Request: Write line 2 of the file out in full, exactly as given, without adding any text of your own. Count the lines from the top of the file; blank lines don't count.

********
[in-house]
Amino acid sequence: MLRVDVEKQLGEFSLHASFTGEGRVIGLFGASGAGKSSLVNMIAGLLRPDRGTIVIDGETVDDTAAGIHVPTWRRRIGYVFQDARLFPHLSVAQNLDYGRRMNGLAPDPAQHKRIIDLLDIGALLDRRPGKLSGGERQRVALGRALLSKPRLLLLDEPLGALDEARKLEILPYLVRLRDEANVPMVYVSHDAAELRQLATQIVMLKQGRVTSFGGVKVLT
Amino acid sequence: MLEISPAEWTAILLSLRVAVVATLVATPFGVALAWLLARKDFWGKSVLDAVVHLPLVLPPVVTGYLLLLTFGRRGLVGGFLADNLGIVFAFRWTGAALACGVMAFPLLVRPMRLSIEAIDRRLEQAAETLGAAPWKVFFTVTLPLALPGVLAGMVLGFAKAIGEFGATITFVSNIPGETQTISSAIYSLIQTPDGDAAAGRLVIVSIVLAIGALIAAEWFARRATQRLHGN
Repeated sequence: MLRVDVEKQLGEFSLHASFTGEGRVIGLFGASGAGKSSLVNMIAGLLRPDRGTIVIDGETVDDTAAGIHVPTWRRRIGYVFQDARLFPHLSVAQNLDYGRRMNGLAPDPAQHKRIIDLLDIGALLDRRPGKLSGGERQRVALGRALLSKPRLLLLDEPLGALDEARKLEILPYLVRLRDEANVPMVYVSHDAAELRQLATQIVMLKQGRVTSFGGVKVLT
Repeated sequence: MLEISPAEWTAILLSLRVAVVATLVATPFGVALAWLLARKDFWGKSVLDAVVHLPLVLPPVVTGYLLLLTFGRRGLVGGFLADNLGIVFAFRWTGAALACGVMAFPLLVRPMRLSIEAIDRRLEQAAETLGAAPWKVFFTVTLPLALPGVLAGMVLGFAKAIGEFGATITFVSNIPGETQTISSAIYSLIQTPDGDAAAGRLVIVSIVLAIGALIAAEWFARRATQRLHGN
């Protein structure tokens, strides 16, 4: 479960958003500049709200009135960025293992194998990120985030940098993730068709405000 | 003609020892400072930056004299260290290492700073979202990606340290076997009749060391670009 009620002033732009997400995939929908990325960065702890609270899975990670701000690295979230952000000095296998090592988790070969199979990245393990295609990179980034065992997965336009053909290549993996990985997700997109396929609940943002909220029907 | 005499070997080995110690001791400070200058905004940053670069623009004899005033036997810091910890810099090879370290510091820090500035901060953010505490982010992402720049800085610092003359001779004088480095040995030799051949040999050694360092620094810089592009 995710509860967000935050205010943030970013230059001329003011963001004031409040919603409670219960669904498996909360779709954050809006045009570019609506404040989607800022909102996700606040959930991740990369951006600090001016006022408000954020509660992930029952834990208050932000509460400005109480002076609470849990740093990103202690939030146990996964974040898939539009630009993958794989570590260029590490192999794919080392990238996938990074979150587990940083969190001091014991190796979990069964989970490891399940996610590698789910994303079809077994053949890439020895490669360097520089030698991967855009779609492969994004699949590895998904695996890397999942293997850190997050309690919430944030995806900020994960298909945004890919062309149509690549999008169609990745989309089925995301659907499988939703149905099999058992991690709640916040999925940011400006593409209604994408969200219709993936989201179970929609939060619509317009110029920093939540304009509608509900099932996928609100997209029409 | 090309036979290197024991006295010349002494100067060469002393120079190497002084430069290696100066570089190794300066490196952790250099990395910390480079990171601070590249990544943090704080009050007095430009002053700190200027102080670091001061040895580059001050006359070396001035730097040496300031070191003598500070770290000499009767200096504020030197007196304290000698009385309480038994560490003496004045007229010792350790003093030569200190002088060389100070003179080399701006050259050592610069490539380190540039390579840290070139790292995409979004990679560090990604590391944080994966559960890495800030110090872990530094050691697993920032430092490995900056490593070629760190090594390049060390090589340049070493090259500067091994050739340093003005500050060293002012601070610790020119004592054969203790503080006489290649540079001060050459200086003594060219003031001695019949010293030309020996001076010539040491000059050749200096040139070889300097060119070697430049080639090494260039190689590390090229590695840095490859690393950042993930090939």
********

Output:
Amino acid sequence: MLRVDVEKQLGEFSLHASFTGEGRVIGLFGASGAGKSSLVNMIAGLLRPDRGTIVIDGETVDDTAAGIHVPTWRRRIGYVFQDARLFPHLSVAQNLDYGRRMNGLAPDPAQHKRIIDLLDIGALLDRRPGKLSGGERQRVALGRALLSKPRLLLLDEPLGALDEARKLEILPYLVRLRDEANVPMVYVSHDAAELRQLATQIVMLKQGRVTSFGGVKVLT